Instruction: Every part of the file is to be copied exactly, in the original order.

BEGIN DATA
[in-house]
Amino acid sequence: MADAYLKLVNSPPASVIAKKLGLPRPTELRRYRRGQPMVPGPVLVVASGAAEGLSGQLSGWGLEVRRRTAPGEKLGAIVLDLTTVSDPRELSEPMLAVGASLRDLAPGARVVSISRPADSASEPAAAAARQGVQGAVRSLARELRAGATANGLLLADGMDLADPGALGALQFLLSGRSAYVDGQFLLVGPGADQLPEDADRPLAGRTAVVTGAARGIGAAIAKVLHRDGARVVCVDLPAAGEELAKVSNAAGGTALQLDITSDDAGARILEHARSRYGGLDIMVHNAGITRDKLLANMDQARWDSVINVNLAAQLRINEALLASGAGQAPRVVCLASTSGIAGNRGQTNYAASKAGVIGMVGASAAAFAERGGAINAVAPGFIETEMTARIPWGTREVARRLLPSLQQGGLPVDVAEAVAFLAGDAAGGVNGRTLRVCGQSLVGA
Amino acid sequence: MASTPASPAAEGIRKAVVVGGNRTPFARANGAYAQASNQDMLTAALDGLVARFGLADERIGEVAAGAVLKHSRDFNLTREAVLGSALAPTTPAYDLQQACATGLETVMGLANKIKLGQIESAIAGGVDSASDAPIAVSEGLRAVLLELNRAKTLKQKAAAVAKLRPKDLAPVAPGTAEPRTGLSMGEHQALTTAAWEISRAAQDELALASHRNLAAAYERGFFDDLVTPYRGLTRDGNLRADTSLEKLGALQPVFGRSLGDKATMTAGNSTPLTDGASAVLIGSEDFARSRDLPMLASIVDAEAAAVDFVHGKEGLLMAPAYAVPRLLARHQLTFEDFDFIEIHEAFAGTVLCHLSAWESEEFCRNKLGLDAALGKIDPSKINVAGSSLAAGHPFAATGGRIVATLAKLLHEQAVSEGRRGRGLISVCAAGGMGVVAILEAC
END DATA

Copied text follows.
[in-house]
Amino acid sequence: MADAYLKLVNSPPASVIAKKLGLPRPTELRRYRRGQPMVPGPVLVVASGAAEGLSGQLSGWGLEVRRRTAPGEKLGAIVLDLTTVSDPRELSEPMLAVGASLRDLAPGARVVSISRPADSASEPAAAAARQGVQGAVRSLARELRAGATANGLLLADGMDLADPGALGALQFLLSGRSAYVDGQFLLVGPGADQLPEDADRPLAGRTAVVTGAARGIGAAIAKVLHRDGARVVCVDLPAAGEELAKVSNAAGGTALQLDITSDDAGARILEHARSRYGGLDIMVHNAGITRDKLLANMDQARWDSVINVNLAAQLRINEALLASGAGQAPRVVCLASTSGIAGNRGQTNYAASKAGVIGMVGASAAAFAERGGAINAVAPGFIETEMTARIPWGTREVARRLLPSLQQGGLPVDVAEAVAFLAGDAAGGVNGRTLRVCGQSLVGA
Amino acid sequence: MASTPASPAAEGIRKAVVVGGNRTPFARANGAYAQASNQDMLTAALDGLVARFGLADERIGEVAAGAVLKHSRDFNLTREAVLGSALAPTTPAYDLQQACATGLETVMGLANKIKLGQIESAIAGGVDSASDAPIAVSEGLRAVLLELNRAKTLKQKAAAVAKLRPKDLAPVAPGTAEPRTGLSMGEHQALTTAAWEISRAAQDELALASHRNLAAAYERGFFDDLVTPYRGLTRDGNLRADTSLEKLGALQPVFGRSLGDKATMTAGNSTPLTDGASAVLIGSEDFARSRDLPMLASIVDAEAAAVDFVHGKEGLLMAPAYAVPRLLARHQLTFEDFDFIEIHEAFAGTVLCHLSAWESEEFCRNKLGLDAALGKIDPSKINVAGSSLAAGHPFAATGGRIVATLAKLLHEQAVSEGRRGRGLISVCAAGGMGVVAILEAC